Before They Were Famous: Yannis Stournaras and Mohamed Morsi

Posted: 27th June 2012

We love seeking out the human side of our favorite entertainers by looking at their work before they were famous, and it’s easy to discover when legions of fans post to the web. But what about the task of uncovering views of influential politicians prior to their emergence on the global stage?

One of the exciting things that you can do with Recorded Future is rewind time in order to quickly discover and analyze the timing of public statements made by an individual before, after, or during a particular period.

Major political appointments earlier this week, following exceptional elections in Greece and Egypt, provide a pair on whom we can conduct such research: Greek finance minister Yannis Stournaras and Egyptian president Mohamed Morsi.

Yannis Stournaras – Greek Finance Minister

Several days ago, the world expected Vassilis Rapanos, chairman of the National Bank of Greece, to take up the finance minister post in economically troubled Greece. Rapanos’ sudden resignation due to health problems vaulted Stournaras into the spotlight and immediately made his positions on the Greek recovery notable.

To filter out the flood of recent reporting, we’ll set the clock in Recorded Future to show statements from Stournaras prior to June 25. You can view those live here.

A few moments among the many publicized statements of his:

  • April 8, 2010: “If you do a restructuring, people would not lend any further money to Greece. That would be a huge mistake. Greece has the mechanism. It just has to ask for the money.”
  • October 14, 2010: “Greece is the last Soviet-style economy in Europe. Other countries have some closed professions. But nothing like Greece. Every stone you turn here, there are regulations.”
  • October 15, 2011: “From all the proposed plans which include a haircut and aim at averting a default, we believe that this is where the solution can be found. It should come from the use of state property.”
  • April 2, 2012: “The privatizations program can become a growth lever, perhaps the most important one by attracting foreign investments.”

Mohamed Morsi – Egyptian President

The tumultuous presidential race in Egypt ended this past Sunday with the Muslim Brotherhood’s Mohammed Morsi narrowly elected. Morsi is immediately forced to negotiate with the country’s military for governing powers, so a true agenda may not be immediately evident. This makes a historical overview of his viewpoints even more intriguing since we might expect a suppression of immediate action that could emerge over time as power is gained.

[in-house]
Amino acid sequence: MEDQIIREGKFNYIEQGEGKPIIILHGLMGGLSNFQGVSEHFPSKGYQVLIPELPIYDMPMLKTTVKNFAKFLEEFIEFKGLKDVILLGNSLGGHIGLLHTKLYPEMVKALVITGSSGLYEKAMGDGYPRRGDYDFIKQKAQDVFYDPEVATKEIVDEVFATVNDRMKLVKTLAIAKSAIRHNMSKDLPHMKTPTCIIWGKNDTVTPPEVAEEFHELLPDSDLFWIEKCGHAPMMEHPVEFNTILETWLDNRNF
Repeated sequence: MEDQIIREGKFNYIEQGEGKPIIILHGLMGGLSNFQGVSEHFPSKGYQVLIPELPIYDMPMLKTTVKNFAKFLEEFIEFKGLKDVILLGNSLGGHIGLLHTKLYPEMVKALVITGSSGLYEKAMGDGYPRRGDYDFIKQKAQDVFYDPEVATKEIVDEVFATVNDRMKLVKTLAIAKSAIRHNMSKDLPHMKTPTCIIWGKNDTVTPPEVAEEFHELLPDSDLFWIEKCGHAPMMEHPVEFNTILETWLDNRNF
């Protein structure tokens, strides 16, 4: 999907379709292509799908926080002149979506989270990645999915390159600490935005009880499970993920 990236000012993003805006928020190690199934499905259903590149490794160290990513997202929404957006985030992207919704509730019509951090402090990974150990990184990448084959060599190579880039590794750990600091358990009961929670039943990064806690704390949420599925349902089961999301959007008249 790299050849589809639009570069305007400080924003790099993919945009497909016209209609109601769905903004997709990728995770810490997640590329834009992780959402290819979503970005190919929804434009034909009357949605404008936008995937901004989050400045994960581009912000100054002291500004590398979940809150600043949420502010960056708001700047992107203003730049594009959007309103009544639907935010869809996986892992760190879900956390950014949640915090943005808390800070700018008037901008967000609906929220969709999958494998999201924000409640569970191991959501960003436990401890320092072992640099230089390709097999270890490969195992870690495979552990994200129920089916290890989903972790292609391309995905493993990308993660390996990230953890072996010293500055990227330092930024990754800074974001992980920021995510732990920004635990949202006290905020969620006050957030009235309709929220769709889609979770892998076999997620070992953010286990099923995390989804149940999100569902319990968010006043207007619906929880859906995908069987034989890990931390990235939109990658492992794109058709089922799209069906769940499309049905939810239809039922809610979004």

To generate such a resource we’ll set the clock in Recorded Future to show statements from Morsi prior to May 2012 when his presidential campaign started to garner significant media attention. You can view all of the statements live here:

A few notable examples drawn from the many quotations shown above:

  • July 15, 2010: “…the investment ties between Yemen and his country should witness development because there are no trade exchange restrictions. The trade relationship between Yemen and Egypt goes ahead firmly and there is a huge chance to develop it.”
  • September 10, 2010: “We call on all Muslims to put pressure on their governments to expel U.S. ambassadors and to boycott U.S. products until the U.S. government takes action [against Koran burning].”
  • December 3, 2011: “…Islamic laws would be fundamental in the new constitution while due respect would be given to other religions.”
  • February 29, 2012: “I want an office of the Palestinian resistance movement Hamas to be opened in Cairo and I would very much welcome it.”

Monitoring These Leaders Going Forward

Historical statements are then worth contrasting to the current state of affairs and posturing of elected officials. Will they follow through on particular promises or bend in the face of political pressures? This provides us an exciting opportunity to introduce a way to monitor events in real time with live feed from the next generation of Recorded Future (get your invite!) related to Mohammed Morsi:

Did you find any surprising statements in the above live views? What other public figures would be interesting to examine in this way? We’re open to suggestions in the comments.